The field of biomedical research has an established set of ethical principles - the ‘Georgetown Mantra’, which has played an important role in the contemporary development of bioethics. It sets out four key principles to assess ethical good practice:
These principles are viewed as a cornerstone for ethical principles and have also more recently been applied to digital technologies.
Case study: Assessing beneficence and non-maleficence in the context of unmet need
An ethics analysis of using a machine-learning model to predict patient outcomes in psychotic episodes highlighted the severity of illness, the lack of other options for improving recovery rates, and the potential for a more accurate prognosis to have a meaningful impact on patient recovery. The authors found that there was a real chance of potential benefit for patients, and that the risks were acceptable relative to the risks of the underlying condition.
As a result of technologies being pushed out that have not necessarily undergone appropriate evaluation, a large corpus of ethical guidelines, toolkits and principles have been developed for tech R&D. Floridi et al. (2018) undertook a review of the core opportunities and risks that AI brings to society. By synthesizing six ethical frameworks they found that the same four bioethics principles highlighted above were commonly incorporated, but argued that an additional principle should be added - explicability.
Case study: Understanding what the algorithm is doing
Zech J (2018) trained a convolutional neural network (a type of image classification algorithm) aimed at diagnosing an enlarged heart from chest X-rays. Some X-rays had the word ‘portable’ in the top corner, indicating that the patient scanned had been bedbound, a correlate of increased rates of a positive diagnosis. The AI therefore, rather than using only the heart image itself as intended, started to incorporate the word (or lack thereof) into its diagnosis calculations. The researchers were able to identify this because they had encoded the algorithm’s risk level ratings as numbers across a grid overlaying the X-raying they were able to see that it was giving unusually high ratings to the unexpected area outside the heart. This illustrates the importance of a clear understanding of an algorithm’s decision-making to ensure it is working as intended.
Increasingly, non-profit organisations, in particular in the international development sector, are developing ethical principles for working with tech companies. For example, Monitoring, Evaluation, Research and Learning (MERL) Tech have collaborated with donors to create a live set of Principles for Digital Development: Five of their principles encompassed ideas distinct from those identified thus far (see Appendix D). These broadly typify the themes of sustainability, open research and community mindedness.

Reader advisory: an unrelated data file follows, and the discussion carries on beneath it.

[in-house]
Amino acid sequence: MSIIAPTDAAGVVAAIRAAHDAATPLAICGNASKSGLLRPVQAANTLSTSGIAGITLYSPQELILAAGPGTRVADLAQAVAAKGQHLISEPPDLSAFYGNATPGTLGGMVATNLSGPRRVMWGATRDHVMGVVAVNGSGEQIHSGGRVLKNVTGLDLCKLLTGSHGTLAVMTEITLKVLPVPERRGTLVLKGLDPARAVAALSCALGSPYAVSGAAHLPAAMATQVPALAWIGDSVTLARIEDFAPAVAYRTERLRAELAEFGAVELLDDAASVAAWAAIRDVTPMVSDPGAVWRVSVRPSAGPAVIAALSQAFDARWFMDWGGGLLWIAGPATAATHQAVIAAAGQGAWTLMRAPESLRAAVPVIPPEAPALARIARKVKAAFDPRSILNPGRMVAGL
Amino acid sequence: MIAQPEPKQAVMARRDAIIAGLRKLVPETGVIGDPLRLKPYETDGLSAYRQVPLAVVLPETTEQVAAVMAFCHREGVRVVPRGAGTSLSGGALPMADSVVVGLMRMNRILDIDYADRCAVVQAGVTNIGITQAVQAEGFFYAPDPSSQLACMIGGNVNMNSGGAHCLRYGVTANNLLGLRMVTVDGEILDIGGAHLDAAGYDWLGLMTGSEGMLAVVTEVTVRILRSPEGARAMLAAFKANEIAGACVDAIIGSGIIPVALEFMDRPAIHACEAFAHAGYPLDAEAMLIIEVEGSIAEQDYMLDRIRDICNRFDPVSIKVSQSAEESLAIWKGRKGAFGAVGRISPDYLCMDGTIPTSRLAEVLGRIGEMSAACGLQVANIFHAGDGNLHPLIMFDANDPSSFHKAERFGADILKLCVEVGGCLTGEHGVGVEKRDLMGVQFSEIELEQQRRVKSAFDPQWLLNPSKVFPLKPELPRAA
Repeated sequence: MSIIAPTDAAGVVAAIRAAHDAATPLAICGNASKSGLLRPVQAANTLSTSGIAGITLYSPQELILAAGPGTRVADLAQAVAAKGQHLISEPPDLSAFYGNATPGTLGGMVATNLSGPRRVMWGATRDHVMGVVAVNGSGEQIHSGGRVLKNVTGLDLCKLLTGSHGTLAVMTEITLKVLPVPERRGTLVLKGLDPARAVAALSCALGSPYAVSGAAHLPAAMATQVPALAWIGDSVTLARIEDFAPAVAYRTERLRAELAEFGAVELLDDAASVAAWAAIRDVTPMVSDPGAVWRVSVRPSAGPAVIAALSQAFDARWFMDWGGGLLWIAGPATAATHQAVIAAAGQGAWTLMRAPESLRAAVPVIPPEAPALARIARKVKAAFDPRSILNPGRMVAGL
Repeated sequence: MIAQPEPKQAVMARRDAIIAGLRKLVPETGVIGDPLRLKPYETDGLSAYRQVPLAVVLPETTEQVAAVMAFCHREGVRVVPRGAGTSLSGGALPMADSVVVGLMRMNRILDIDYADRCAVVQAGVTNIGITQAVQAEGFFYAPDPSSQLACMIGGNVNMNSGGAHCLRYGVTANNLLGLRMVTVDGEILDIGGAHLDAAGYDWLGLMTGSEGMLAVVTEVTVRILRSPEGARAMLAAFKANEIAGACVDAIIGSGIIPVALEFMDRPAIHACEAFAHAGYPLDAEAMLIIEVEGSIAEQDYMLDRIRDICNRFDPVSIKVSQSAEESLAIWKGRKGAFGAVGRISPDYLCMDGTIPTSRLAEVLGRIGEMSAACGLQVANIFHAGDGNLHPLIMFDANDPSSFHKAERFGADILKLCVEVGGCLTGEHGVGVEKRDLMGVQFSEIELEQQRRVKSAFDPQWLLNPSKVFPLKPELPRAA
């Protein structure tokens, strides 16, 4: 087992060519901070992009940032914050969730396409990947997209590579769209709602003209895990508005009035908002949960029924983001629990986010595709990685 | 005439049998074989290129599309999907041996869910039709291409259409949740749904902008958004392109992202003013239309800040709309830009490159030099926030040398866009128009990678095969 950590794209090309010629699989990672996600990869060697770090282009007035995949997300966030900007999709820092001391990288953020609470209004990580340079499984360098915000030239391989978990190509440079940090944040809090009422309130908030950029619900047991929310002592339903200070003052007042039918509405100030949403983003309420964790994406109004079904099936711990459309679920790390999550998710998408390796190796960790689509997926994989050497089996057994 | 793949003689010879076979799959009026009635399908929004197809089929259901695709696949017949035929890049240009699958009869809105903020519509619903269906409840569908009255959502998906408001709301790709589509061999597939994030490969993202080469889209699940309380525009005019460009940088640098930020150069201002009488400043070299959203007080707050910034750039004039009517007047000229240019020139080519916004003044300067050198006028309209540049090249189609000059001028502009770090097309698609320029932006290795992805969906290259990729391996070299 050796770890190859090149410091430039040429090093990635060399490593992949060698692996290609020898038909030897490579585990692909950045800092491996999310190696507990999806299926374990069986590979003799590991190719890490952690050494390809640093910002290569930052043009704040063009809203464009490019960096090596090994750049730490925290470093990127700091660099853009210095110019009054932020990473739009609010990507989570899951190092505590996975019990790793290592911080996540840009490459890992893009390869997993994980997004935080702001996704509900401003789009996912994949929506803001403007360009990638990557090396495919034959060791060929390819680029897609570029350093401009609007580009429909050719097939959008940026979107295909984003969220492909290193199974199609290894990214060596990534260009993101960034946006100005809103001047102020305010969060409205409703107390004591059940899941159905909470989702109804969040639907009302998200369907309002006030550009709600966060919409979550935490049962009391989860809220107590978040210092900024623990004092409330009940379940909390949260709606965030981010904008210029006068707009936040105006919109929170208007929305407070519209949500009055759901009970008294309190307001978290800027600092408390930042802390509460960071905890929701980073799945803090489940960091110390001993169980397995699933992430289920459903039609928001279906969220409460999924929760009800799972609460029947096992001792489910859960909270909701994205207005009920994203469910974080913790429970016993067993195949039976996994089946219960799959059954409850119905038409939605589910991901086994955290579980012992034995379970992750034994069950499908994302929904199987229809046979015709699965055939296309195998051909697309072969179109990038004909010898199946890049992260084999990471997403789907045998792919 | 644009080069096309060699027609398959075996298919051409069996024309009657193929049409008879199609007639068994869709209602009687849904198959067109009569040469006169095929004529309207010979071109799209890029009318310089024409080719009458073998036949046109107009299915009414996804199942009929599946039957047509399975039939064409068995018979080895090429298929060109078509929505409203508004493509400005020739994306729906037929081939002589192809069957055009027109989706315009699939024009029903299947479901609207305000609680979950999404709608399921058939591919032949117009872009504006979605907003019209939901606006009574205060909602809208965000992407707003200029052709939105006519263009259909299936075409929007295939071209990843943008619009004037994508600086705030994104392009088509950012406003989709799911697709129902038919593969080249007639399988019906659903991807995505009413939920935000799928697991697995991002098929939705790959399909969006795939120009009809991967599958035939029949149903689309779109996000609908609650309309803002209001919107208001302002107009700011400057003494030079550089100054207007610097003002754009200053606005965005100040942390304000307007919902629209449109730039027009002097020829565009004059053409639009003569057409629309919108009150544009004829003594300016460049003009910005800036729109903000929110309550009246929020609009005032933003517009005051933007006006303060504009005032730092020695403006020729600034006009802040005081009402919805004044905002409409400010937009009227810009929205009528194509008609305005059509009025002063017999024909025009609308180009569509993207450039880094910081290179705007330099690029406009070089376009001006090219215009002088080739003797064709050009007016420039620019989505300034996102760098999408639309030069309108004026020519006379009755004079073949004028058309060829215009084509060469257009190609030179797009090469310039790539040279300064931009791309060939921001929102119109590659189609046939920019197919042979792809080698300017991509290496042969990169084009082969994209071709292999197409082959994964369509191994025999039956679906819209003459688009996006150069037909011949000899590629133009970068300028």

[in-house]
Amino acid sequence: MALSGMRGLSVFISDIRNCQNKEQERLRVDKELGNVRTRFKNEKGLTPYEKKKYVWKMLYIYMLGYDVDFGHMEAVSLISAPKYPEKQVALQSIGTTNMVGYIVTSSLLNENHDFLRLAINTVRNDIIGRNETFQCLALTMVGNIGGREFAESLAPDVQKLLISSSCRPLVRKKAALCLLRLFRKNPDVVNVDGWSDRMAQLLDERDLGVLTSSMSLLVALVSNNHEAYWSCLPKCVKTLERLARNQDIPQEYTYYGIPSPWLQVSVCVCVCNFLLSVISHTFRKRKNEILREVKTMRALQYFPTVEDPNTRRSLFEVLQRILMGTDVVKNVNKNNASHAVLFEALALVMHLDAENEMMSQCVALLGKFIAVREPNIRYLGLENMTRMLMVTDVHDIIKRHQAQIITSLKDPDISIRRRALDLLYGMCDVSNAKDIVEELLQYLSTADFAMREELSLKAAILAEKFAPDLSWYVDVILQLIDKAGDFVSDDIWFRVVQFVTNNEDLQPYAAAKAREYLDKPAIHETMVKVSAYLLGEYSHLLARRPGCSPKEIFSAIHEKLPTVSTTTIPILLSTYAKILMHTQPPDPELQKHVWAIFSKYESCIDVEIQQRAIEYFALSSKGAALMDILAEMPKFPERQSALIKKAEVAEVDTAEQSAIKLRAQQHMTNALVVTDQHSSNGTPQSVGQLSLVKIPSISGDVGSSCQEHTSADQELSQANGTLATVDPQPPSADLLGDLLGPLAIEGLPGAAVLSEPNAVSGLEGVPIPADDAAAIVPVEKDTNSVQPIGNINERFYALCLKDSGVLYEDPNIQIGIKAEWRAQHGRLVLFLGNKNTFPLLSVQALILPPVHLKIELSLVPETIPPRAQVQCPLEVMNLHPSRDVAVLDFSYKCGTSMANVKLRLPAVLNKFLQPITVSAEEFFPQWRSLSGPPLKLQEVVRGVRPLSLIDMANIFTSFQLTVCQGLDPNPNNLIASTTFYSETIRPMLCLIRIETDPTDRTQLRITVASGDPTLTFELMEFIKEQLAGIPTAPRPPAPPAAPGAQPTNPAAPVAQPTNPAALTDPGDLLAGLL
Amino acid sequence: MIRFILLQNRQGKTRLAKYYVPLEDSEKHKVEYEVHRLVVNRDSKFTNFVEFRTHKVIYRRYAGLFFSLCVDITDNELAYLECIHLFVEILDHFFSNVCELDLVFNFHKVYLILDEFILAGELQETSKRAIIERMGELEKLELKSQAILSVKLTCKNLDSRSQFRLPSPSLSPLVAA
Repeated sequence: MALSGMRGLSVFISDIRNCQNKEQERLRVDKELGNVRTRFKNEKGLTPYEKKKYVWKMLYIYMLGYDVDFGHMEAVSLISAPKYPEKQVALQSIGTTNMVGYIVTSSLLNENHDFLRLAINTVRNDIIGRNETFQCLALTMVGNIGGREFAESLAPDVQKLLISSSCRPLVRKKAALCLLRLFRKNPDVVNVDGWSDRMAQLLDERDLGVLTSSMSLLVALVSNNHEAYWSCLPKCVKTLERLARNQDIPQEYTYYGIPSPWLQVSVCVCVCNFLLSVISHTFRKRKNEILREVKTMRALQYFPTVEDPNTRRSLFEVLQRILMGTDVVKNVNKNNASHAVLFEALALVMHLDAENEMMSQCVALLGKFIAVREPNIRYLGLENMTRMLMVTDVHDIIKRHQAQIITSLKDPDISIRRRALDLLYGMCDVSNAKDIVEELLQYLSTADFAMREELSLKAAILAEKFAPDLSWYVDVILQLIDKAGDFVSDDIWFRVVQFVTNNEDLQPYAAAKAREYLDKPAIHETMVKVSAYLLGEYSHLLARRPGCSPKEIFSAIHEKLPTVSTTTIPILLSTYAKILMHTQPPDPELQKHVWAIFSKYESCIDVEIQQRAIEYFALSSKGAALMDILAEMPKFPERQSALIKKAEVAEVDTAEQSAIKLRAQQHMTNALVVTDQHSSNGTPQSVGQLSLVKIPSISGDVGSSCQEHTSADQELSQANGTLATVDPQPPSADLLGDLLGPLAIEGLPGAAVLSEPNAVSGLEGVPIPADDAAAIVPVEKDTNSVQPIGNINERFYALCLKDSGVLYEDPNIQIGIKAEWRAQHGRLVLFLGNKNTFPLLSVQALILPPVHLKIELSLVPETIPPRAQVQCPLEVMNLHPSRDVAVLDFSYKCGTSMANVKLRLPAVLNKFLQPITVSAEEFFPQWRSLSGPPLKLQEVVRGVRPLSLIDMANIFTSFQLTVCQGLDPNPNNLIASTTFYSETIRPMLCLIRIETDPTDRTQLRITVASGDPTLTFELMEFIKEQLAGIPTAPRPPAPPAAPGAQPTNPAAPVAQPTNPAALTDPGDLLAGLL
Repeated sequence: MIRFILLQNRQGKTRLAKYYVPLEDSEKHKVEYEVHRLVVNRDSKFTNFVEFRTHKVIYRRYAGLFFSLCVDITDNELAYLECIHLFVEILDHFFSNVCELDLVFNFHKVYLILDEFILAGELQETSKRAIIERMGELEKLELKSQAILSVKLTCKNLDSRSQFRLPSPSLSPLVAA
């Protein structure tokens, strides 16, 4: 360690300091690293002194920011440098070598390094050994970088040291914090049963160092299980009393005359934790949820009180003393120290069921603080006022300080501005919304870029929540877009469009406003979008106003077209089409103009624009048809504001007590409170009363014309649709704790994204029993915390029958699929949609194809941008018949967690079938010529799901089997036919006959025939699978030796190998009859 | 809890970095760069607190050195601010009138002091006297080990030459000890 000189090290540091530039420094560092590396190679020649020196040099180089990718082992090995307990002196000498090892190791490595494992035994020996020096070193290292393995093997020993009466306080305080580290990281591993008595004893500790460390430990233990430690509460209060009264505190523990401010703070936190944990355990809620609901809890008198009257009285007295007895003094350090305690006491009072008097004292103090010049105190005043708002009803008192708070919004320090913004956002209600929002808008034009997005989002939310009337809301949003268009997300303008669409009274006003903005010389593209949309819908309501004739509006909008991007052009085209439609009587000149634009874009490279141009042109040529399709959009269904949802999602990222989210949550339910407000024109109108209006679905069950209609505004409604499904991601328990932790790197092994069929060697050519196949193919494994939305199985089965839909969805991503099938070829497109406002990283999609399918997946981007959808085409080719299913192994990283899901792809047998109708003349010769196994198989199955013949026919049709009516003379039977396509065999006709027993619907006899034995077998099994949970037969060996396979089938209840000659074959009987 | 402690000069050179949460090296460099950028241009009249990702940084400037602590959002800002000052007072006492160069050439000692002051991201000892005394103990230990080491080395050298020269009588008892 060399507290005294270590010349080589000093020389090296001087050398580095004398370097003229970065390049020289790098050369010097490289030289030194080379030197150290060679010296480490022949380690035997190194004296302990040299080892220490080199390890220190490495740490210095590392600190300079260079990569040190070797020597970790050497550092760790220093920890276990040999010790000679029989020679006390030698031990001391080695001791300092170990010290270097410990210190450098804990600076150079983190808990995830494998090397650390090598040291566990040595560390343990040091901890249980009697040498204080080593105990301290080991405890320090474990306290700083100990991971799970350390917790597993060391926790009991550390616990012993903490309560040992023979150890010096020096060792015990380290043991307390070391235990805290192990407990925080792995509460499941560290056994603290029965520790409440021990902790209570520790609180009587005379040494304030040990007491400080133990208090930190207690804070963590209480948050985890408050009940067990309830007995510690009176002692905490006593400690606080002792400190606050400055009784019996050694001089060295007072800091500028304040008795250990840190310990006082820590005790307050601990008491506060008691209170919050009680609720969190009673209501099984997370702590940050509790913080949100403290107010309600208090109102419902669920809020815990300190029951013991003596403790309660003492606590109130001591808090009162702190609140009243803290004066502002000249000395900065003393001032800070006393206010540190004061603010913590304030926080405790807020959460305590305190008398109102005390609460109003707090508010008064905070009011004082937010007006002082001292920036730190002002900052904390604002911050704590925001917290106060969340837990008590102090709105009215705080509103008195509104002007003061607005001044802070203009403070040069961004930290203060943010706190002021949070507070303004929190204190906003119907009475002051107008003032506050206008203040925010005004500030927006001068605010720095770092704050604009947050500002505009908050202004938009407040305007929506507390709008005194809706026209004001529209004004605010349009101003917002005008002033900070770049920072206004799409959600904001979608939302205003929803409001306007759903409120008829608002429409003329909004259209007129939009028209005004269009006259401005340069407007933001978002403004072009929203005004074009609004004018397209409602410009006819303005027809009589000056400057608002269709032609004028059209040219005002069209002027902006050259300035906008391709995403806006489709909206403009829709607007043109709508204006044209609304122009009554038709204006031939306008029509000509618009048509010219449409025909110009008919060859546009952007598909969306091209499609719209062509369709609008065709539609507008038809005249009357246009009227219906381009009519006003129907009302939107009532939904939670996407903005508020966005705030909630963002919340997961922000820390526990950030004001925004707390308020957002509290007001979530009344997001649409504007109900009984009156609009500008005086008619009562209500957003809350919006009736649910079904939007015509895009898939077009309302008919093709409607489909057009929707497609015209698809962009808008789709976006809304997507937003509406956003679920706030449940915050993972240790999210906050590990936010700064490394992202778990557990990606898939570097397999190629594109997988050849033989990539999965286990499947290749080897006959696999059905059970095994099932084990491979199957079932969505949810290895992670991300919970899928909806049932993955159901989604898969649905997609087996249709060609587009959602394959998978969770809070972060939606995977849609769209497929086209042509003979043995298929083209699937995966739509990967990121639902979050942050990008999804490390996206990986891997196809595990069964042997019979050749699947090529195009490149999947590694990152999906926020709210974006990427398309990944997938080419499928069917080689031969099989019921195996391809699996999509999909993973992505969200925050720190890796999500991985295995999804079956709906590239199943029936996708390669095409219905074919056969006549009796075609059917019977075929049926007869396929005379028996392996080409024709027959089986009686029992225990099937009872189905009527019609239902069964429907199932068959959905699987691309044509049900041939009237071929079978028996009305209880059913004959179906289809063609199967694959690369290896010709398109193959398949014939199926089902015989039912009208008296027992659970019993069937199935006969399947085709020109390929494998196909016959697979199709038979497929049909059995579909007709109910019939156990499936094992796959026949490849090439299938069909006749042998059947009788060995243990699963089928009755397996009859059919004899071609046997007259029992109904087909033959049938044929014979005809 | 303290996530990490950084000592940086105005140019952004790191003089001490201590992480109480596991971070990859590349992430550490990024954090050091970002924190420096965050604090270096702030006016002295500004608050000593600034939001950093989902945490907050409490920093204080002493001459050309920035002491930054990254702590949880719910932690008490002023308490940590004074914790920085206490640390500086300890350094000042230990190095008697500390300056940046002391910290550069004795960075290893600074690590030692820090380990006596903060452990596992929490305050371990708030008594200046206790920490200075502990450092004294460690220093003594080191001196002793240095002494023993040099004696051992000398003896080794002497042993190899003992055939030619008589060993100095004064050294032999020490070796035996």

The theme of sustainability, specifically financially and operationally, was also raised in the paper Promoting More Effective Partnerships: A discussant document within which seven medical research charity chief executives and the AMRC discussed four principles for effective tech partnerships. It is also raised by the recently developed UK Code of Conduct for data-driven health and care technology, in the Principle 10: Define the Commercial Strategy.
The harm of developing digital technology products and services which are discontinued due to finances would likely be unethical (for instance, patients may have grown to rely on a tool or service, or limiting use to only an initial pilot population may lead to increased inequality and breach the ethical requirement for Justice). In the UK, this may mean that charity partners should have an idea for ongoing value generation within the NHS and commissioning system.
Case study: Collaborative platforms?
In 2018, Samsung removed all compatibility features from its health app, blocking any third parties from being able to deliver services alongside it. In the private sector, it is accepted that organisations seek to be market leaders, an environment that disincentivises collaboration. In the health charity sector, such exclusionary practices should not be an acceptable norm given the need to prioritise maximal benefit to patients. Interoperability should be standard, particularly given the increasing need to tackle multimorbidities.